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Medicinal and Useful Plants of North America, with herbal uses and scientific names. Learn to identify, and use wild medicinal herb plants that grow all around us. History, Foklore, Growing Information.

Aletris Farinosa Herb

Colic Root, Aletris farinosa, herb, white flower spike picture
Aletris is an uncommon
wildflower with
grass like leeaves.

  Other Names:
Star grass, Colic root, True Unicorn Root, Ague Root

Aletris Herb Uses and Medicinal Properties

Aletris Herb Summary

  • Used as a medicinal herb for "female complaints".
  • Moderate Toxicity
  • Rare Plant, Cultivation is difficult. Do not wildcraft!
  • Aletris is used for female complaints. it tones the uterus, anodyne, calms stomach, may have narcotic properties. Avoid use in pregnancy and when breastfeeding. No known interactions or contraindications, but may have estrogenic properties and should be avoided when estrogen is contra-indicated.

    Chemical Constituents include- Alkaloids, Diosgenin, Saponin

    Aletris Farinosa Habitat and Description

    Aletris Farinosa is a slow growing perennial in the Lily family. Also known as True Unicorn Root, it grows wild in bottom land, moist soil; and full sun to part shade, such as the edges of wooded areas in Eastern United States. Aletris first presents as a starburst of basal leaves, sending up spikes that boast small white flowers from April to July. This native herb is no longer common due to habitat destruction; and should not be harvested in the wild for medicinal use.

    How to Grow Aletris Farinosa

    Aletris can be grown from root divisions and in my opinion is a good candidate for plant rescue. Serious attempts at cultivation are needed if this plant is to be sustainable for medicinal use. It is slow growing and little cultivation information is available.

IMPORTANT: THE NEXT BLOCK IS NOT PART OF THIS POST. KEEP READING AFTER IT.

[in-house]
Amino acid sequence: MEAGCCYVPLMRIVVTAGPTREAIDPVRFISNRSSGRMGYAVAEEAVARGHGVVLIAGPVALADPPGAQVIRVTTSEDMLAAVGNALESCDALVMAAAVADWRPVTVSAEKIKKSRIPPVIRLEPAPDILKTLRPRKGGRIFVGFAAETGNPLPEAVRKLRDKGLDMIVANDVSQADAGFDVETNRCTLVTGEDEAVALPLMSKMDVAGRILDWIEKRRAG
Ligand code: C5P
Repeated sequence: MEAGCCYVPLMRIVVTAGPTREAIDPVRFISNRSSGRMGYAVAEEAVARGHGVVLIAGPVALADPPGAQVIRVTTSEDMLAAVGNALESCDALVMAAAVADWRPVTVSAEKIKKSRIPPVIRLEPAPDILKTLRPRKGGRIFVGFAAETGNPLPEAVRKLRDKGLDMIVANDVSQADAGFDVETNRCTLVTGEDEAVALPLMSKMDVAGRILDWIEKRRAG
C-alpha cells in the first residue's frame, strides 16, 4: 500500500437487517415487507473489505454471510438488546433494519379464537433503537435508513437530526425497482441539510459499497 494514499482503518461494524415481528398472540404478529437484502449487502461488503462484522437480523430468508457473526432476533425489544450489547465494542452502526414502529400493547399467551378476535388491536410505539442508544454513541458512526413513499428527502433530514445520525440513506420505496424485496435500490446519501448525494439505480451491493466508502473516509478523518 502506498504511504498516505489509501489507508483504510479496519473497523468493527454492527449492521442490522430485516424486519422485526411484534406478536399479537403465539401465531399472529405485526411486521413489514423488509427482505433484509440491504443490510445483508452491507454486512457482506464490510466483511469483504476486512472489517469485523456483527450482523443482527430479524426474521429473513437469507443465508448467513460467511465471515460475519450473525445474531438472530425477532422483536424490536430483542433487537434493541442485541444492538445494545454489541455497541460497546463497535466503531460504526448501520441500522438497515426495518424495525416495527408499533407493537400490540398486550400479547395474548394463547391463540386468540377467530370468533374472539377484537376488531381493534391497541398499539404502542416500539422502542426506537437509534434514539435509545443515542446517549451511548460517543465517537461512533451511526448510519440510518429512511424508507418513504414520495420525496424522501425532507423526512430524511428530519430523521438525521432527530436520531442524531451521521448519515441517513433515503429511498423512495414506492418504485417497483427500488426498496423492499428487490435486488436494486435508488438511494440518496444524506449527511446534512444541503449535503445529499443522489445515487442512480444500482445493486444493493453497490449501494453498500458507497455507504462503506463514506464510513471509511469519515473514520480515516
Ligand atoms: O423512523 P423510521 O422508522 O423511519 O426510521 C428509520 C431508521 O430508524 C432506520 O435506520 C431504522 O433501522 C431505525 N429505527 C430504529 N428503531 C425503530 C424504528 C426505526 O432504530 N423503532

Colic root, Aletris farinosa growing in field, white flower spike, white grass like leaves

    It is reported to take two years in a greenhouse from seed, one grower said it died as soon as he transplanted it to the outdoors. Frankly that is the only person I found who reported anything about growing this plant. That does not mean it cannot be propagated. If you have information on sources of cultivated Aletris Farinosa root cuttings, please email

    Seed Germination Database - Perennials  
    "Sow at 20C (68F), germinates in less than two weeks".

    Click here for Aletris Seed

    Possibly unsustainable due to habitat destruction.
    Dilemmas of Traditional Botanical Research HerbalGram and the Botanical Medicine Academy

    Aletris Farinosa History and Folklore

    Keeps evil at bay when sprinkled around home or worn as sachet.
    Cunningham's Encyclopedia of Magical Herbs

    The scientific name is from the Greek word Aletris "a female slave who grinds corn" and farinosa "mealy". Wildflowers of Tennessee, the Ohio Vallery and Southern Appalachians - Dennis Horn



    Wildflowers of Tennessee, the Ohio Vallery and Southern Appalachians - Dennis Horn

    Indian Herbology of North America - Alma Hutchens Out of Print, used copies on

    PDR of Herbal Medicine

    The Herb Book by John Lust Covers almost 500 medicinal plants, including many native species, as well as recipes for many herbal concoctions. A wealth of information in an inexpensive paperback edition.

    Web sites used for Research
    Visit them for more information about Aletris Farinosa

    Henriette’s Herbal - Aletris
    The "First Lady of Herbs on the Internet" has tons of herbal information and photos on her web site.

    Aletris -
    Includes information from a medical standpoint, uses, contraindications, chemical constituents.

    By A.F. SIEVERS, Senior Biochemist, Office of Drug and Related Plants, Bureau of Plant Industry

    Next : Angelica

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